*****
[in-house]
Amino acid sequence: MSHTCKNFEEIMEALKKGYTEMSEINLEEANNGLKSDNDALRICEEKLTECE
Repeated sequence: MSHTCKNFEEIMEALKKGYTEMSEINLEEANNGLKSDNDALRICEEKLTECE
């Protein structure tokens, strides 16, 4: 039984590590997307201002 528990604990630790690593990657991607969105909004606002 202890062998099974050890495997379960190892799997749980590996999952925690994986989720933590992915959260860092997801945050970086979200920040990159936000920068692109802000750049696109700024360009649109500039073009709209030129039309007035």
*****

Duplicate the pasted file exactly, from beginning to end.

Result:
[in-house]
Amino acid sequence: MSHTCKNFEEIMEALKKGYTEMSEINLEEANNGLKSDNDALRICEEKLTECE
Repeated sequence: MSHTCKNFEEIMEALKKGYTEMSEINLEEANNGLKSDNDALRICEEKLTECE
């Protein structure tokens, strides 16, 4: 039984590590997307201002 528990604990630790690593990657991607969105909004606002 202890062998099974050890495997379960190892799997749980590996999952925690994986989720933590992915959260860092997801945050970086979200920040990159936000920068692109802000750049696109700024360009649109500039073009709209030129039309007035």